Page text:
Fletcher was realistic enough to know that with her single-entry director's résumé she'd need proof of her versatility behind the camera before a studio exec would entrust her with a bigger project. What she did have, though, were connections. "The great thing about having choreographed lots of movies is [that you know people]," says Fletcher whose break came in the form of a call from Jonathan Glickman, president of Spyglass, whom she met while choreographing the kiddie comedy The Pacifier, which he produced. Glickman wanted Fletcher to direct 27 Dresses, a fizzy romantic comedy about a perennial bridesmaid that would feature Katherine Heigl in her first starring role. Fletcher, who'd dabbled in improvisational comedy and is naturally funny herself, knew that her sense of timing would help her figure out how to ensure the laughs. But the project was also a logical progression for Fletcher because it contained lots of scenes in her comfort zone: celebratory wedding guests out together on the dance floor. The one drawback was that Fletcher only had six weeks from the moment she was hired to the first day of shooting. These days, Fletcher sees a silver lining in the fact that her second movie was a rush job.

"I was just flying by the seat of my pants—it was shot, edited and released in less than 10 months," she notes. "There's something great about [a truncated schedule] because it was like, 'I can only do the best that I can do.'"

27 Dresses established Heigl's credibility as a leading lady and enhanced Fletcher's standing in Hollywood. But what Fletcher also took away from the experience was that although she'd barely graduated from high school in Detroit and bypassed college completely in favor of moving to Los Angeles in 1984 to become a professional dancer, she'd still attended a kind of film school—the Hollywood movie set. "I got the greatest education—you're watching all sorts of directors, producers and actors so you're gathering an array of information daily," says Fletcher, who took mental notes while witnessing everything from high-paid movie stars refusing to come out of their trailers to assistant directors with temperaments ill-suited to the actors they were working with. "You see the bad behavior, the crazy behavior, the great behavior, all the contrasts," she says.

Regardless of whether she's working on a picture filled with unknown actors like Step Up or one filled with marquee names like The Proposal's Sandra Bullock, Ryan Reynolds and Betty White, Fletcher prefers the on-set vibe to be casual and collaborative with a dash of silliness to lighten the long hours of often grueling work. "I understand it when there's a serious scene and the cast wants to keep the tone serious. But if it doesn't have to be, why should I [make it that]? Why can't I give the actor a note and do a little jig before I make my exit?" says Fletcher, who occasionally relies on her choreography background to help demonstrate what she wants done in front of the camera.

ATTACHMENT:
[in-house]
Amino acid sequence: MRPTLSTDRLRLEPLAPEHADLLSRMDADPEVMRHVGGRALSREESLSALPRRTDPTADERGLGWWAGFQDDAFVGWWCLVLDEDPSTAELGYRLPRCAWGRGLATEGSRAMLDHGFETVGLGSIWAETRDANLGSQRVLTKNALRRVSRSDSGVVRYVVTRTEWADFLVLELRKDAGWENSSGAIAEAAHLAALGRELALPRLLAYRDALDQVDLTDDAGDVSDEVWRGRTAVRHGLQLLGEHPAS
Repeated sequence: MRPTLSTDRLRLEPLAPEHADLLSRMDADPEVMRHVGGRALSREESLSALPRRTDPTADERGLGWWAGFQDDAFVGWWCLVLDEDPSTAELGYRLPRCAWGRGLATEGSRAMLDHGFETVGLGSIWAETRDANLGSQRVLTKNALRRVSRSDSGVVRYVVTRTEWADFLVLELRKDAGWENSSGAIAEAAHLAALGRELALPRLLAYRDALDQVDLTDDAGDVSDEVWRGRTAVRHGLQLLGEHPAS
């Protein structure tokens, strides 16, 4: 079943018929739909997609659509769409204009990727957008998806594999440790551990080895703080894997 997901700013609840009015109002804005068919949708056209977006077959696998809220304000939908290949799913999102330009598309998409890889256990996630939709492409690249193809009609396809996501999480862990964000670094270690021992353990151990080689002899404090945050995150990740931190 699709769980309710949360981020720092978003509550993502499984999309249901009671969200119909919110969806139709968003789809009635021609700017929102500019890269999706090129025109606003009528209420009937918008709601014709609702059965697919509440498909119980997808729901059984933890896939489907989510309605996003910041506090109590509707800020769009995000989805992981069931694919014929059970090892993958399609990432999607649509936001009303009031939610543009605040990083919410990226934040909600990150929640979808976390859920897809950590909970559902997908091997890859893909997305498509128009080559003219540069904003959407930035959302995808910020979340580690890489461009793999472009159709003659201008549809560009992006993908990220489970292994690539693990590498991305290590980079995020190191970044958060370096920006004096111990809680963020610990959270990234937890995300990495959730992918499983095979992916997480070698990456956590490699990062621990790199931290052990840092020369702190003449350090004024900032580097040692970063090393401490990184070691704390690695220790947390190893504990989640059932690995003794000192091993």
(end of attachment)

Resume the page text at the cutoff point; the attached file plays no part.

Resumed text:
One can only imagine what kind of comic chest clutching and frantic hunching Fletcher pantomimed for Sandra Bullock and Ryan Reynolds when she first mapped out the bit in The Proposal that she refers to as 'The Naked Scene." In it, Bullock, a frosty book editor, and her beleaguered assistant, played by Ryan Reynolds, are horrified to accidentally encounter each other in the buff, slamming into each other face to face. Though the vignette came from the script, it was Fletcher who conceived of Bullock and Reynolds actually being nude when they filmed the scene so that she could shoot them from head to toe. In the end, "The Naked Scene" took three days to complete on a closed set and required Fletcher to wear two hats. "It was really technical," says Fletcher of how she, her cinematographer, script supervisor and a fully clothed Bullock and Reynolds had to choreograph the actors' every sprint and gesture in rehearsal down to the split second so that no X-rated body parts would be revealed.

'The Naked Scene' is a perfect example of a director with creative staging ideas, who knows how to plan carefully and can create an environment that even A-list actors feel safe in—a fact Fletcher should remember if she is ever called upon to sell herself for a directing job. For her next project, she's currently scheduled to direct Barbra Streisand and Seth Rogan in My Mother's Curse. But the reality is that she has, so far, landed all of her directing jobs serendipitously. "I told my agent, 'You know, I still really haven't pitched myself in a meeting yet,"' she says, only half-joking. '"I could really bomb at it. Just letting you know.'"